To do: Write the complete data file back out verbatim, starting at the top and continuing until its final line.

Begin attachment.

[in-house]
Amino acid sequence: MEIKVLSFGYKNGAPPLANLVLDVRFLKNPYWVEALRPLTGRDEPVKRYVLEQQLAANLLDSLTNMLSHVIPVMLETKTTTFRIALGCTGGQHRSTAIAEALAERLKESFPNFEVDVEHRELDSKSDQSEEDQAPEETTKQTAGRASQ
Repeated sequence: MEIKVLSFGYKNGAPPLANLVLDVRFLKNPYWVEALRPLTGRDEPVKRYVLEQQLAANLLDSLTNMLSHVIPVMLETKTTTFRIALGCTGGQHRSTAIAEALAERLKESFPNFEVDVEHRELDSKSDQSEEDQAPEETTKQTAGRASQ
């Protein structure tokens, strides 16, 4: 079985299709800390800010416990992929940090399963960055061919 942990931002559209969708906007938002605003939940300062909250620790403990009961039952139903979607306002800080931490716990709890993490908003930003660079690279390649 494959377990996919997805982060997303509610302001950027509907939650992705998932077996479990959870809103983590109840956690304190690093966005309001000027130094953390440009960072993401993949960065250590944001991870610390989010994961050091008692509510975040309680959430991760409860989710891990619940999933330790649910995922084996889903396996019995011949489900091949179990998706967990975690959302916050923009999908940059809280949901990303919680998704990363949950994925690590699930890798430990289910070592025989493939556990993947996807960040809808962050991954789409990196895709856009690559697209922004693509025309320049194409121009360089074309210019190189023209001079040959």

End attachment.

[in-house]
Amino acid sequence: MEIKVLSFGYKNGAPPLANLVLDVRFLKNPYWVEALRPLTGRDEPVKRYVLEQQLAANLLDSLTNMLSHVIPVMLETKTTTFRIALGCTGGQHRSTAIAEALAERLKESFPNFEVDVEHRELDSKSDQSEEDQAPEETTKQTAGRASQ
Repeated sequence: MEIKVLSFGYKNGAPPLANLVLDVRFLKNPYWVEALRPLTGRDEPVKRYVLEQQLAANLLDSLTNMLSHVIPVMLETKTTTFRIALGCTGGQHRSTAIAEALAERLKESFPNFEVDVEHRELDSKSDQSEEDQAPEETTKQTAGRASQ
């Protein structure tokens, strides 16, 4: 079985299709800390800010416990992929940090399963960055061919 942990931002559209969708906007938002605003939940300062909250620790403990009961039952139903979607306002800080931490716990709890993490908003930003660079690279390649 494959377990996919997805982060997303509610302001950027509907939650992705998932077996479990959870809103983590109840956690304190690093966005309001000027130094953390440009960072993401993949960065250590944001991870610390989010994961050091008692509510975040309680959430991760409860989710891990619940999933330790649910995922084996889903396996019995011949489900091949179990998706967990975690959302916050923009999908940059809280949901990303919680998704990363949950994925690590699930890798430990289910070592025989493939556990993947996807960040809808962050991954789409990196895709856009690559697209922004693509025309320049194409121009360089074309210019190189023209001079040959």